The thrust bearing on the crankshaft is located on main bearing #3 on the phase1 block, which is the middle of the five mains. This thrust bearing as you may know keeps the crank from moving forward and backwards when you disengage the clutch. Other differences are the exterior casting of the block and varies in casting bracing and ribs as it progress through the years. Phase2 has its thrust bearing on #5 main bearing, which is the last main bearing on the crankshaft. However they both use the same #3 main crank journal to feed connecting rods #2 and #3 where as connecting rods #1 and #4 get their own individual oil feed.

The internals vary in journal sizes and strokes for both phases depending on the engine size. Phase1 EJ20 and EJ22 uses the same crankshaft dimensions. They both run a 75mm stroke and have the same rod journals of 52mm. The phase1 EJ25 however uses a 79mm stroke, but with a 48mm rod journal to compensate for the longer stroke. Phase2 EJ-series crankshafts all use the same 52mm rod journals but vary in strokes of 75mm and 79mm. Overseas Subaru has crankshafts with much smaller strokes such as a 65.8mm on the EJ15/EJ16. The rod lengths are the same length for phase1/2 EJ20 and EJ22, as well as the phase2 EJ255/EJ257 and '05+ EJ25 NA models. Rod length for the phase1 EJ25 is different from the rest of the EJ-series for US models.

Now lets get to the fun part. Now which ever crank and bore size you choose will determine how your power-band will look like with your whole setup. The base EJ20 tends to be a higher RPM engine. The EJ22 gives you some more mid range. The EJ25 gives you more mid range and low end grunt.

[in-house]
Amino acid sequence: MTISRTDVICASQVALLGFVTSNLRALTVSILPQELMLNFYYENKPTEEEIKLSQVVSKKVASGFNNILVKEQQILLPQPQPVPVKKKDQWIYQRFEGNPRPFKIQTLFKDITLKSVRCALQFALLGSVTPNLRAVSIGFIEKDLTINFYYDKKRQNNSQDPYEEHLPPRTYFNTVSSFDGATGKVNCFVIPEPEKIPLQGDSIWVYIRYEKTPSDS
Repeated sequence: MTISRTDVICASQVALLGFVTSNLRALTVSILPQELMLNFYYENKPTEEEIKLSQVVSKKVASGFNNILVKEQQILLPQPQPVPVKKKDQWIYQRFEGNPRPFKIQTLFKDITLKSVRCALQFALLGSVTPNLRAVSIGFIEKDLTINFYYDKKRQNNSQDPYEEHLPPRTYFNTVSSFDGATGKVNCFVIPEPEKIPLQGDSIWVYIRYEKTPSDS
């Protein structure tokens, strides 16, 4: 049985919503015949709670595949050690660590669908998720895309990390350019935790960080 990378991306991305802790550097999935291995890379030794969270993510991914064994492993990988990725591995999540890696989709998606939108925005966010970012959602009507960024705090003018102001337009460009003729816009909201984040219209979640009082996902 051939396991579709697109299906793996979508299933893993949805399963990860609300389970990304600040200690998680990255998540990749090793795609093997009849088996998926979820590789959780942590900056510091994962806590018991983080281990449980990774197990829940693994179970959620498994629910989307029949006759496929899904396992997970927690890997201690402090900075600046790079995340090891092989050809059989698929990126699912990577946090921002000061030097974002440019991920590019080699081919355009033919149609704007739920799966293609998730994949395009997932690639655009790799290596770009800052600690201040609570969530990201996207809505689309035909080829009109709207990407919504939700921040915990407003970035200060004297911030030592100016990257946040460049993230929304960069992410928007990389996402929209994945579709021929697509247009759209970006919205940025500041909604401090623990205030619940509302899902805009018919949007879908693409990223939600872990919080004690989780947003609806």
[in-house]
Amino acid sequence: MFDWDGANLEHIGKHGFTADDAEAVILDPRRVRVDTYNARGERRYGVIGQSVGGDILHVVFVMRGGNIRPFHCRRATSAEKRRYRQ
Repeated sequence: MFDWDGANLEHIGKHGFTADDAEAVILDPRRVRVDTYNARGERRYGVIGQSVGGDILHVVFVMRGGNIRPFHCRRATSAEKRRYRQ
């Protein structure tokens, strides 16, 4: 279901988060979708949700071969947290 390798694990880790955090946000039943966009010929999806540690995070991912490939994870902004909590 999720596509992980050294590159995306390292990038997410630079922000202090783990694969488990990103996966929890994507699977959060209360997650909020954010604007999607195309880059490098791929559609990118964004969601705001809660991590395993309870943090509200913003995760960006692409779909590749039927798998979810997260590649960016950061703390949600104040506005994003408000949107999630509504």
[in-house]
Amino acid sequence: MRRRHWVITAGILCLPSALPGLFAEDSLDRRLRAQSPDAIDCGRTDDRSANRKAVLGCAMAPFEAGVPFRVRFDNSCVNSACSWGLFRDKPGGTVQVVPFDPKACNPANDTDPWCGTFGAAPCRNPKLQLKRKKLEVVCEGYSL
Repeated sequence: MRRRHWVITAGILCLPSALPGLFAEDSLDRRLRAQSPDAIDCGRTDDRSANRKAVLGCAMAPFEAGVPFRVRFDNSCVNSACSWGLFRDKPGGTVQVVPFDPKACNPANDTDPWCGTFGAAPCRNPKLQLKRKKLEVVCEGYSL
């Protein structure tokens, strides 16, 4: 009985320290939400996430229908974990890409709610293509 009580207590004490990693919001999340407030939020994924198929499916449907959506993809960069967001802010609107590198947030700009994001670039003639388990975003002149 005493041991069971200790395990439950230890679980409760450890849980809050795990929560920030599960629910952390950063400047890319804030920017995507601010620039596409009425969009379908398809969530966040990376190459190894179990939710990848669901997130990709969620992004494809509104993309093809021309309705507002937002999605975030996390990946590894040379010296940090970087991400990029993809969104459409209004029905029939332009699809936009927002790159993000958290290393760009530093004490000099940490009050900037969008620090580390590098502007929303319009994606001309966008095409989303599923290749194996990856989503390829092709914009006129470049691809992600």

Knowing what phase block you have, you can swap cranks around and even use connecting rods that may have not been made for your engine to begin with. Now you can only use the crankshaft with the correct thrust bearing on which ever phase block you have. To alter this you will have to have the block's main bearing machined to fit the thrust bearing in which the crank calls for. Usually this applies to phase1 blocks wanting to use phase2 cranks so #5 main gets machined on the block to fit the new thrust bearing and #3 main gets notched to fit the tab of the phase2 bearings. This is the best way to go about it to be able to use the different thrust bearing location cranks.

Now that you have that done you can choose your rods. All the turbo rods now are made the same because they all share the same rod length. If you have a EJ25 phase1, your rod will be different because of the 48mm rod journal. There are few companies that still make the 48mm rod journal connecting rod but will cost you some to get customs ones made if you need it. Pauter may still have these rods if you are wondering.